Now back to your question. If Section 7 is signed, but the bill of lading is marked "prepaid," who owes the freight charges? The answer is, bills of lading are not marked "prepaid," they are prepaid unless marked "collect." The current NMFC bill of lading does not permit the use of Section 7 for a prepaid shipment.

Under the court decisions interpreting the old (pre-1997) bill of lading, a shipper could sign Section 7 on a prepaid bill of lading. Usually this meant that the shipper would pay the freight charges agreed at the time of shipment, but would not be liable for charges accruing afterwards, such as detention or redelivery charges. There was some authority that the shipper could avoid all liability, even for the agreed prepaid charges. In other words, if the shipper did not pay the agreed prepaid charges, the carrier could collect only from the consignee.

In other words, if your driver picks up a load where Section 7 is signed, the driver should immediately call his dispatcher or boss. This is because if the shipper signs Section 7 and the consignee does not pay the freight charges the motor carrier cannot go back to the shipper to be paid. If Section 7 is signed, you as the motor carrier should demand payment before making the delivery. You should simply treat this shipment as a C.O.D. "Cash on Delivery."

On to your second question. If Section 7 is signed, but the bill of lading is not marked "prepaid" or "collect," who owes the freight charges? As noted above, if the bill of lading is not marked at all, the shipment will automatically be considered prepaid, and the answer to your first question will apply.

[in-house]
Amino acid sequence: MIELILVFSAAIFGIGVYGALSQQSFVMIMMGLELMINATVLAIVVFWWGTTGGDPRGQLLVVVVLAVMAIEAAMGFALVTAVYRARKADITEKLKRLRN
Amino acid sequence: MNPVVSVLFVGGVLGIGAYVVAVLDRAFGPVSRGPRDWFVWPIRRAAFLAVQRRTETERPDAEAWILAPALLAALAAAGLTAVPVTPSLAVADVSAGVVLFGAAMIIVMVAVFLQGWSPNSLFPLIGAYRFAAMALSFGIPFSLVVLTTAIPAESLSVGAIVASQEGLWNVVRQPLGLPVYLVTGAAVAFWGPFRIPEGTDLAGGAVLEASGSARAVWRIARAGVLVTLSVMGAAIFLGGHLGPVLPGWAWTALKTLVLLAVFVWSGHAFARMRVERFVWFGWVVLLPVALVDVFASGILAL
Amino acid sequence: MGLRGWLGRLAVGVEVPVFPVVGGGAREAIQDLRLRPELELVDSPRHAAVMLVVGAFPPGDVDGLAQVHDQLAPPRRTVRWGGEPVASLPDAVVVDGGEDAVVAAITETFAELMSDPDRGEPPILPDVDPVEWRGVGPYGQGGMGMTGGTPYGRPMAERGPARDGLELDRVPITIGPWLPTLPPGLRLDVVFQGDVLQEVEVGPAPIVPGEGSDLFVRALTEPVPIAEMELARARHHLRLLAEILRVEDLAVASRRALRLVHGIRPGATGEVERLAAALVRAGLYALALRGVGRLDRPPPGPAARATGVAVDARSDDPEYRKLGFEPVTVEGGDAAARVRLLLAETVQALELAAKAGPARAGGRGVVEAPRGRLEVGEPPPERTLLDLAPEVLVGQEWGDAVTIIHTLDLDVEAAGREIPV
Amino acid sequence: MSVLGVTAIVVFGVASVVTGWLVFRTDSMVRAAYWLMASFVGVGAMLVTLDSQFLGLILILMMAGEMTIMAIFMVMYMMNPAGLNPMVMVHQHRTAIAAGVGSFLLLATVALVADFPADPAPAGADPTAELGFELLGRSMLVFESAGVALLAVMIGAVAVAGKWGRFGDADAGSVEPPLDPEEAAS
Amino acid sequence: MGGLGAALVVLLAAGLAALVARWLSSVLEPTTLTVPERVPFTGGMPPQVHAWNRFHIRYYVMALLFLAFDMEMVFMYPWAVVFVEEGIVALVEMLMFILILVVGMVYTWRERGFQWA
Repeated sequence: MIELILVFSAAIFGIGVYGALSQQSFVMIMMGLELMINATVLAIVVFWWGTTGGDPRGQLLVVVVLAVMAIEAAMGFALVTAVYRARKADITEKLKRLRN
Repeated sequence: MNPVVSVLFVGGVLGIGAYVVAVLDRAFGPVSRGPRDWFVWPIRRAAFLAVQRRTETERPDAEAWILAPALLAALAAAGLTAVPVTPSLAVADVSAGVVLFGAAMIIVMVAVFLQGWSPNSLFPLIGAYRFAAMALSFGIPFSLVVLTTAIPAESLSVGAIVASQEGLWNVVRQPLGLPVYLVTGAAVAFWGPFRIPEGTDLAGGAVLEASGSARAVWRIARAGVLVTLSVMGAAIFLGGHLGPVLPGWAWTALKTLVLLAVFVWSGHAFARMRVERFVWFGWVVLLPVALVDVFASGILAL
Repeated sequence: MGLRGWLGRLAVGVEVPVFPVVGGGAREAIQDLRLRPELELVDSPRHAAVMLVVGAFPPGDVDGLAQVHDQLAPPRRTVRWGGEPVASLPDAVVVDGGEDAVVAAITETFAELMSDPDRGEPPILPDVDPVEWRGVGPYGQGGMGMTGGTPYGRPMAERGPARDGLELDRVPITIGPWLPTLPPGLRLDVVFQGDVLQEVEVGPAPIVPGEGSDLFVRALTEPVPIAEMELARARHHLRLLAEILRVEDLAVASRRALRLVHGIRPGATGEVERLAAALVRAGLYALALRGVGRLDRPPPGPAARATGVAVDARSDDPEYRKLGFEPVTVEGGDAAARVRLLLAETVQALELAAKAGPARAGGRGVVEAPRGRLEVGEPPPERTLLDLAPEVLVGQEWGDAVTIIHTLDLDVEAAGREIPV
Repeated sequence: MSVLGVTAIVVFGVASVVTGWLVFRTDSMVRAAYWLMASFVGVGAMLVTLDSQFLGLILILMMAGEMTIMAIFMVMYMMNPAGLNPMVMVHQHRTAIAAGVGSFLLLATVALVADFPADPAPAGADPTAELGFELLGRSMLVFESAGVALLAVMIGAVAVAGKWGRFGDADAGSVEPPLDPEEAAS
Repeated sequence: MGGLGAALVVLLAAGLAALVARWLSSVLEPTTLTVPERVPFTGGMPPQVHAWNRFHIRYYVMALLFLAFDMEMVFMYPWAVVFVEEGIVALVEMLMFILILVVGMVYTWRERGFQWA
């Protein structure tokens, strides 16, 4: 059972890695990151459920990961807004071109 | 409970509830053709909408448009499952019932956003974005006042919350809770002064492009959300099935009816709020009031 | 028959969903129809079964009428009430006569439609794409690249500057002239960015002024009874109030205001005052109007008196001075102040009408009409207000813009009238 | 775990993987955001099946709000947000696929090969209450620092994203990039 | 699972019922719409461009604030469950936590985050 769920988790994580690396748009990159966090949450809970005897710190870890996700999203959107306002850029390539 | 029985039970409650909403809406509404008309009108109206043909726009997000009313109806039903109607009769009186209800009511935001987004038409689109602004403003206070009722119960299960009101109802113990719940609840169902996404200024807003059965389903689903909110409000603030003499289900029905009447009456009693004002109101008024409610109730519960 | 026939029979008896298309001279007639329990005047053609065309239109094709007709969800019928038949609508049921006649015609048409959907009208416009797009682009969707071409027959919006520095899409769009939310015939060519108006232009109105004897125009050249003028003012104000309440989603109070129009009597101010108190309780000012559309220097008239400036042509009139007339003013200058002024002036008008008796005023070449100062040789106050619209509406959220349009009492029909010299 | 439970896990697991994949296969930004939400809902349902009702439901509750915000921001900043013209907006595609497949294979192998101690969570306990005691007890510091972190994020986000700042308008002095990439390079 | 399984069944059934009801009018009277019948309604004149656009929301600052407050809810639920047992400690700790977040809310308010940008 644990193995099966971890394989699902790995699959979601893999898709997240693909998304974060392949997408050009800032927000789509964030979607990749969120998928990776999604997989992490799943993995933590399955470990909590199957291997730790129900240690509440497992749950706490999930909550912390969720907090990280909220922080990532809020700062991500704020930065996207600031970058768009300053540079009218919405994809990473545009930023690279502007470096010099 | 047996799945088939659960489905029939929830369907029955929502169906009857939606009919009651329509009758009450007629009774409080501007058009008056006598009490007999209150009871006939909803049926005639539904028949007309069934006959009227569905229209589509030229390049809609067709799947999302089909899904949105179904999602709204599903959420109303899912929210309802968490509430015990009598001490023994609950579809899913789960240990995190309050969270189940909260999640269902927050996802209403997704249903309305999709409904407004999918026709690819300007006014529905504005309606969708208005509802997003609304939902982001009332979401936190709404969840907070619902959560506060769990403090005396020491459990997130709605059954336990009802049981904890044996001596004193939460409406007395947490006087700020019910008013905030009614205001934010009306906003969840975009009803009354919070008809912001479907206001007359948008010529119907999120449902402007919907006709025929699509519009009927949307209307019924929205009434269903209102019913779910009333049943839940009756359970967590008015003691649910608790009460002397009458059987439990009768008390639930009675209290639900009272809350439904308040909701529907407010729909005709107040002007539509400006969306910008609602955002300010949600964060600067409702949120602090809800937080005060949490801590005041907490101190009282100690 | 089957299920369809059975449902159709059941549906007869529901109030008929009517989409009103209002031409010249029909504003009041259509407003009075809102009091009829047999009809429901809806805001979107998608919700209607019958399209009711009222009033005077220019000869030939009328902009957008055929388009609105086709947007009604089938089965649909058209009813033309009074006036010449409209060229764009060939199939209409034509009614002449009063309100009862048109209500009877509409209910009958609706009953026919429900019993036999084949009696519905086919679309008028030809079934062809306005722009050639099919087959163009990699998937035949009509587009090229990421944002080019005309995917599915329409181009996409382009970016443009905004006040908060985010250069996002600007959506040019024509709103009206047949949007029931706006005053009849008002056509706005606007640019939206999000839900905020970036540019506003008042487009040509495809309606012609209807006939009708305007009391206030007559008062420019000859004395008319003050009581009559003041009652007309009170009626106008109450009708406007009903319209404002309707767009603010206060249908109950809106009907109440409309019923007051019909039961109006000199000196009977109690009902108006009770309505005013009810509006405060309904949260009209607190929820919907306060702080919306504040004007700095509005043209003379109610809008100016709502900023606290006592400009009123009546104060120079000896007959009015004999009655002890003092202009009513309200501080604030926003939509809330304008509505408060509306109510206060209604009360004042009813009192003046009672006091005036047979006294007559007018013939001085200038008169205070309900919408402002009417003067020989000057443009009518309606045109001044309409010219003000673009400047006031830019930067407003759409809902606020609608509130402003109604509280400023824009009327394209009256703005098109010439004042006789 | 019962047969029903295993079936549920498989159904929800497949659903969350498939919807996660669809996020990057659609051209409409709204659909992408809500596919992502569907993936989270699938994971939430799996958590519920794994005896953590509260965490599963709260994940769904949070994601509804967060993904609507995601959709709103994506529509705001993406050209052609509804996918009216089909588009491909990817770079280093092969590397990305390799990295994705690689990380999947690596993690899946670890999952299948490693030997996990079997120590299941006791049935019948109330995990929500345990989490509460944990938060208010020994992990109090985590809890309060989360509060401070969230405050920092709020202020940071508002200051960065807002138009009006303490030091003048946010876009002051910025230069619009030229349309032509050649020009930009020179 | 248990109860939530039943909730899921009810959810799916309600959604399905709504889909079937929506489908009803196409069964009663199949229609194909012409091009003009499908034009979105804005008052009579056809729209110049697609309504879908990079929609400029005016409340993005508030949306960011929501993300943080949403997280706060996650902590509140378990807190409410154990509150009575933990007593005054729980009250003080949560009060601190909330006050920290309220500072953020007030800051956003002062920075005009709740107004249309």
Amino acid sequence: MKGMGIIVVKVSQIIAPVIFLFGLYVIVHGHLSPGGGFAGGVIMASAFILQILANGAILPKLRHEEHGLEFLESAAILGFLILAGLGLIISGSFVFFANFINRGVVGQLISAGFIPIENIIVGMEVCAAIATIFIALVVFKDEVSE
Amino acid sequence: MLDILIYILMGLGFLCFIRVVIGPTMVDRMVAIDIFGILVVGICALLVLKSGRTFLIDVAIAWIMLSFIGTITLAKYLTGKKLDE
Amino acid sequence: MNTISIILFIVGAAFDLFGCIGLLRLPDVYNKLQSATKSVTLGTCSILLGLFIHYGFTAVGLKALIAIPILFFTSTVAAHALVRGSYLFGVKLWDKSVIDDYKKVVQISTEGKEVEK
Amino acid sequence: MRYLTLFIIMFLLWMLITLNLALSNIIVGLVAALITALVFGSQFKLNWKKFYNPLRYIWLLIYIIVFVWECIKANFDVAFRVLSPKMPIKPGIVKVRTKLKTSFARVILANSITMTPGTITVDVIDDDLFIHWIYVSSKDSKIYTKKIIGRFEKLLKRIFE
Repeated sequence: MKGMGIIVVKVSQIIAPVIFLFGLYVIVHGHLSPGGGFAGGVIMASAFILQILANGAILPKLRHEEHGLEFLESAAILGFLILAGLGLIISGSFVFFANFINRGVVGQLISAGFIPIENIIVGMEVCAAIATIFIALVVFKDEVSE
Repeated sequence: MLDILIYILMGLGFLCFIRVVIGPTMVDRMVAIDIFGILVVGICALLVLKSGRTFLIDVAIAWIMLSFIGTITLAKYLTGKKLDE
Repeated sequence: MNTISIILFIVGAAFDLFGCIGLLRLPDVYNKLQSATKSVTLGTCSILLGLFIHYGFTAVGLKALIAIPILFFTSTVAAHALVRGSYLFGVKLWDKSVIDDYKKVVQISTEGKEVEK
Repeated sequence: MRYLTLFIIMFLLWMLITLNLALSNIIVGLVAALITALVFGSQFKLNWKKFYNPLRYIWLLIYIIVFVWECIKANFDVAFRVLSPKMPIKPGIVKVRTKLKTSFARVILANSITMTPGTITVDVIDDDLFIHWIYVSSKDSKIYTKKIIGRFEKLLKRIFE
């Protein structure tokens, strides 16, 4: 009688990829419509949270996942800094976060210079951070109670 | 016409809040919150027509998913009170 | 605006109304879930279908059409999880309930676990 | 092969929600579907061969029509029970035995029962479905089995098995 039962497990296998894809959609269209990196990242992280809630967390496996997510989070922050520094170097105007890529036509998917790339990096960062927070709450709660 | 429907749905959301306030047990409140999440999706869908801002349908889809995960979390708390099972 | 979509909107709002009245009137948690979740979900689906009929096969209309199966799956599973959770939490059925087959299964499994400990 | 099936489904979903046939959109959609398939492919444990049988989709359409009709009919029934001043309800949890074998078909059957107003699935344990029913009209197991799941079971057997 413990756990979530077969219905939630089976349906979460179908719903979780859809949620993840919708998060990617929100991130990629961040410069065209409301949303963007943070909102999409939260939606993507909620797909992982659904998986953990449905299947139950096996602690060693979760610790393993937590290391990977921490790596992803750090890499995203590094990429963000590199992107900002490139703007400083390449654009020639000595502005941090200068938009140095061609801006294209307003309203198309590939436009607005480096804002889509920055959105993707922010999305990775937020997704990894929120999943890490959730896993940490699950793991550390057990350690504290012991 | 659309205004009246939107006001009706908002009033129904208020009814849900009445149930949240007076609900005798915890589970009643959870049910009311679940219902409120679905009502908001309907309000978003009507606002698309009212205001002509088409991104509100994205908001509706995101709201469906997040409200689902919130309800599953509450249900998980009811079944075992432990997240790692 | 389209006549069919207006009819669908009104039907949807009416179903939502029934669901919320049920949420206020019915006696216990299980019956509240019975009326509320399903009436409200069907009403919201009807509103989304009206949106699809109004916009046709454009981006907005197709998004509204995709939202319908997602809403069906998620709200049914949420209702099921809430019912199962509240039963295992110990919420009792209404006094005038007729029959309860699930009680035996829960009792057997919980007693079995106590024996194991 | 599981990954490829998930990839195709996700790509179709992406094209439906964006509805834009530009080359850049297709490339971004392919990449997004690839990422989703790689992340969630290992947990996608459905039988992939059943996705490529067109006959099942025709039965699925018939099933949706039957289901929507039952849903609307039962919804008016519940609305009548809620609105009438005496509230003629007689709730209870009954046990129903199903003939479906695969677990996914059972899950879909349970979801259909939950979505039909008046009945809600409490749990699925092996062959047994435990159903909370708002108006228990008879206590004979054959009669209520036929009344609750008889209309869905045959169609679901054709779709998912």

Can a shipment still be considered a true "shipper's load and count" if the carrier has broken the shipper's seal to verify carton count? Does a "shipper's load and count" shipment lose its integrity if the shipment is processed through a consolidation hub where the shipment is removed from the original trailer and reloaded before delivery? Can the carrier be held liable for a shortage if one occurs? Where can we find more information on "shipper's load and count" regulations?


A "shipper's load and count" notation on a bill of lading means exactly that: the shipper loads and counts, usually a full trailer load, and seals upon completion of loading. As long as the trailer remains closed and the seal intact, there is a presumption that any shortage found upon delivery did not occur in transit.

If the carrier opens the trailer at an intermediate point for consolidation or transfer to another truck, they should count the contents and report any discrepancy. Unless a shortage is noted at this point, the carrier is no longer entitled to any presumption arising out of the original "shipper's load and count" notation on the bill of lading. You can learn more in greater detail from the book "Freight Claims in Plain English" in Sections 4.8.3 and 5.2.2.


I have a broker who has not paid me for several moves and he owes me several thousand dollars. He says he will pay me when he gets paid. Can you help?


Don't worry. As a NTA member, we offer a "special collection service" in dealing with brokers who don't pay our members. We have heard this old song many a time. Have you heard the joke: "Where does an 800-pound gorilla sleep? Anywhere he wants." A letter from OUR 800-pound gorilla usually makes quite a difference in their attitude. Just give us a call.